The growth of residential strata properties is continuing at a remarkable pace on the West Coast, even after the major body blow to the market due to the leaky condo fiasco of the 1990’s. Although there are some buildings still undergoing major envelope remediation, most of those that have been repaired have regained their values and changes to both Building Codes and design methods have to a great extent, restored the level of trust in the industry.
As more Baby Boomers look to this area to retire and downsize, the purchase of a strata property is seen as a convenient and carefree way of having a home, while offering the freedom to travel and take up other long anticipated retirement activities. The rapid rise of property values in the last five years has also forced many first time buyers to look to the strata market as a more affordable option than the purchase of a single-family home.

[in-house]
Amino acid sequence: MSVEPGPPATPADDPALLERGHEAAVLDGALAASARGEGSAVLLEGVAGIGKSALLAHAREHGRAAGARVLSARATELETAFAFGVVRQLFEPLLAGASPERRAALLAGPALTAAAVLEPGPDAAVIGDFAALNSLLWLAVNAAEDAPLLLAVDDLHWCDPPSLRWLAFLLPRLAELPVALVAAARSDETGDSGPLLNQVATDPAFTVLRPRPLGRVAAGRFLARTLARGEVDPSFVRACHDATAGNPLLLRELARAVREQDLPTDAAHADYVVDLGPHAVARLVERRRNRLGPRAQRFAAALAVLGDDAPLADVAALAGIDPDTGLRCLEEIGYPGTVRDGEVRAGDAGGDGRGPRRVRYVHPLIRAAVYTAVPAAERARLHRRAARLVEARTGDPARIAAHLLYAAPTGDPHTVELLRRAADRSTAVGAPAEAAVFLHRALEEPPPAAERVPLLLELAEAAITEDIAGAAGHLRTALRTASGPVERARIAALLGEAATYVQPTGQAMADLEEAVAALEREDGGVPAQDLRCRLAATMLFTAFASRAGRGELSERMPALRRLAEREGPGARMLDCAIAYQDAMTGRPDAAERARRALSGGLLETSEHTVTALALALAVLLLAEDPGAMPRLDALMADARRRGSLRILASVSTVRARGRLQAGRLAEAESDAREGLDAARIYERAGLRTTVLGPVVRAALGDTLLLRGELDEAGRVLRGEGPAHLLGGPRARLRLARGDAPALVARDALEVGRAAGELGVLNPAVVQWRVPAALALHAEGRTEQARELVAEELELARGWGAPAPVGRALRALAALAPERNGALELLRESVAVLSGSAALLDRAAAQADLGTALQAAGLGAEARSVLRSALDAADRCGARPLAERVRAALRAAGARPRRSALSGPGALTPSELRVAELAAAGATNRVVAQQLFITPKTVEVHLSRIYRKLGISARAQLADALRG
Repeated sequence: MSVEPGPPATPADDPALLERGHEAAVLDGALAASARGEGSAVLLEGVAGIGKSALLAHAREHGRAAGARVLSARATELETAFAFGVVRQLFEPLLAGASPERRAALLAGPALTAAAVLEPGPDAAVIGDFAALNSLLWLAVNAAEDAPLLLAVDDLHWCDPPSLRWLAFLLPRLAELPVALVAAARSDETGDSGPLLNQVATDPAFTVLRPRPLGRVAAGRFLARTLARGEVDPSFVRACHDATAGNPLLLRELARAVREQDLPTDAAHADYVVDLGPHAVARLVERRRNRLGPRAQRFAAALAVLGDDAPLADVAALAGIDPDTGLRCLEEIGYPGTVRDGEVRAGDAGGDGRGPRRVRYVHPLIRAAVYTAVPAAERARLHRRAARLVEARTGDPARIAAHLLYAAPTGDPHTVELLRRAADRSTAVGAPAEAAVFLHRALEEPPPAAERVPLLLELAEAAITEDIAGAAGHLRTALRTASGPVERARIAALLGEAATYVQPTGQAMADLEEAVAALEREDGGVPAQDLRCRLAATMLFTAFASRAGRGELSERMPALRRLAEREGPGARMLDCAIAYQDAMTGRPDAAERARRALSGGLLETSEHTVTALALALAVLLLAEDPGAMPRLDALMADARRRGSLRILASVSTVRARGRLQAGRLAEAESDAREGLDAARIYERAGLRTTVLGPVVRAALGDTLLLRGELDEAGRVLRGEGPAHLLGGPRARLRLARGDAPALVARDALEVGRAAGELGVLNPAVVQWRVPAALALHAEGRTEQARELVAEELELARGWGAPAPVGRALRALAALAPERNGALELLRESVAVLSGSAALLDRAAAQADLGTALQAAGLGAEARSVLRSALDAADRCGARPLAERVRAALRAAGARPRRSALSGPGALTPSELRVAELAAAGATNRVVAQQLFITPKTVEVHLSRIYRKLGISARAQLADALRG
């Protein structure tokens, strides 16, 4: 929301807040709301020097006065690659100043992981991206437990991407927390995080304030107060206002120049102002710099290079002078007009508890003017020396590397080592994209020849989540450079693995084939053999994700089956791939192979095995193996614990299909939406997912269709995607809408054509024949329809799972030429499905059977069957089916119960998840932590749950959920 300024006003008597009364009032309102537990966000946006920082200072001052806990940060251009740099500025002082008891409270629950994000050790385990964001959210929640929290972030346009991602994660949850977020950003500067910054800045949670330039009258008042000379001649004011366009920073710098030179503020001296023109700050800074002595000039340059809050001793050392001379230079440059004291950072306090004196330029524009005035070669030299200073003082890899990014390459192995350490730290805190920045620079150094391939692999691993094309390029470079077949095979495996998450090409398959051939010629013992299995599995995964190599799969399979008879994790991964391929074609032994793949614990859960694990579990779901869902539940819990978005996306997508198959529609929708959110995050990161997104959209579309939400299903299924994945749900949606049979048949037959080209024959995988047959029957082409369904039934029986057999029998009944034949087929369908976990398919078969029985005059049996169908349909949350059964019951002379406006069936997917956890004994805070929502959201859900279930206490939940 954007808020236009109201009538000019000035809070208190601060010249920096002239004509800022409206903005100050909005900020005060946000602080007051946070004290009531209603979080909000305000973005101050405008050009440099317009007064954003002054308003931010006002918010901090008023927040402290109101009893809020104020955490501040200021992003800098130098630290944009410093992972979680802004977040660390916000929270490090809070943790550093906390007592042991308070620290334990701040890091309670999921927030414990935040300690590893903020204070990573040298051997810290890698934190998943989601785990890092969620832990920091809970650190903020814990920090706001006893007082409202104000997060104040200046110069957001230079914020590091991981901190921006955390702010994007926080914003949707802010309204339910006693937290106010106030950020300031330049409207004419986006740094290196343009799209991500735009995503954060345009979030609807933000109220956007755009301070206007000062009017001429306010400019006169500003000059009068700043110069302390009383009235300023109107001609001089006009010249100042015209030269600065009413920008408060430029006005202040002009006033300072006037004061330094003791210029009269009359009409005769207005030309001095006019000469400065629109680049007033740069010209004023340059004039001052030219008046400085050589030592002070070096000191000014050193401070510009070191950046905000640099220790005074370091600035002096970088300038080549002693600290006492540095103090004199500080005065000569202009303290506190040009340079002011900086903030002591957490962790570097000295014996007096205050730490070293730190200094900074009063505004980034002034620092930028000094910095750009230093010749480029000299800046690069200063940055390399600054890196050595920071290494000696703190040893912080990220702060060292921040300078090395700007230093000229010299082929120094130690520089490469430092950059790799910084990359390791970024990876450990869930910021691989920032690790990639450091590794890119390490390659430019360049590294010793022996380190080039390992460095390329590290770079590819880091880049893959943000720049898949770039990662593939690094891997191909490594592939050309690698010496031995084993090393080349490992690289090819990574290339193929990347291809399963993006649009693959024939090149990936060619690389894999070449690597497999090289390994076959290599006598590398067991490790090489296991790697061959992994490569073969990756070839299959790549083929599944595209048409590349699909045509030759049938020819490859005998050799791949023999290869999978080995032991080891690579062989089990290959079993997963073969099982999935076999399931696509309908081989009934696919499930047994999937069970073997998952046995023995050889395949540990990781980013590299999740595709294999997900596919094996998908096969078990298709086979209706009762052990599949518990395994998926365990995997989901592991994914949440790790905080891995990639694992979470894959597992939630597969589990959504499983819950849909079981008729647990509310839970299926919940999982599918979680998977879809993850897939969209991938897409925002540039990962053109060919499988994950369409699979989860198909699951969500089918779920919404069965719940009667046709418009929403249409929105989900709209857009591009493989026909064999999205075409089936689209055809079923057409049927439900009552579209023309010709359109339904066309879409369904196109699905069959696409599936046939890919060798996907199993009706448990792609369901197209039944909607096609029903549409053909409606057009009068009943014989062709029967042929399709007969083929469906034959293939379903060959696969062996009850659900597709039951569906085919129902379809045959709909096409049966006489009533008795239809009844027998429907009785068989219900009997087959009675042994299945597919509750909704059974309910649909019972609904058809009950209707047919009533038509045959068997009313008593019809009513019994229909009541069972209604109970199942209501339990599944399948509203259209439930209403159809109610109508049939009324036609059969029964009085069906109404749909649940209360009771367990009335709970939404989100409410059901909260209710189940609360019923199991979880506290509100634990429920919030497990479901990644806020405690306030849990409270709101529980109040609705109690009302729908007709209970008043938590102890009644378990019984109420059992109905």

What many buyers fail to appreciate is that, far from having less responsibility for the care and keeping of their new home, they actually have more. Each owner becomes a “shareholder” of the Strata Corporation, which is charged with the maintenance of all the common property and management of the interaction between individual owners. To our knowledge, this is the only form of real estate ownership that has an entire Act of the Legislature, the Strata Property Act, dedicated to the governance and operation of the property and the interaction of its owners.
In this ongoing series, we will address aspects of the operations and maintenance of strata properties that can benefit not only these owners and their Strata Corporations, but owners of any property interested in maintaining its value and market appeal.
To Next Article: Strata Strategies #2 – The Democratic Process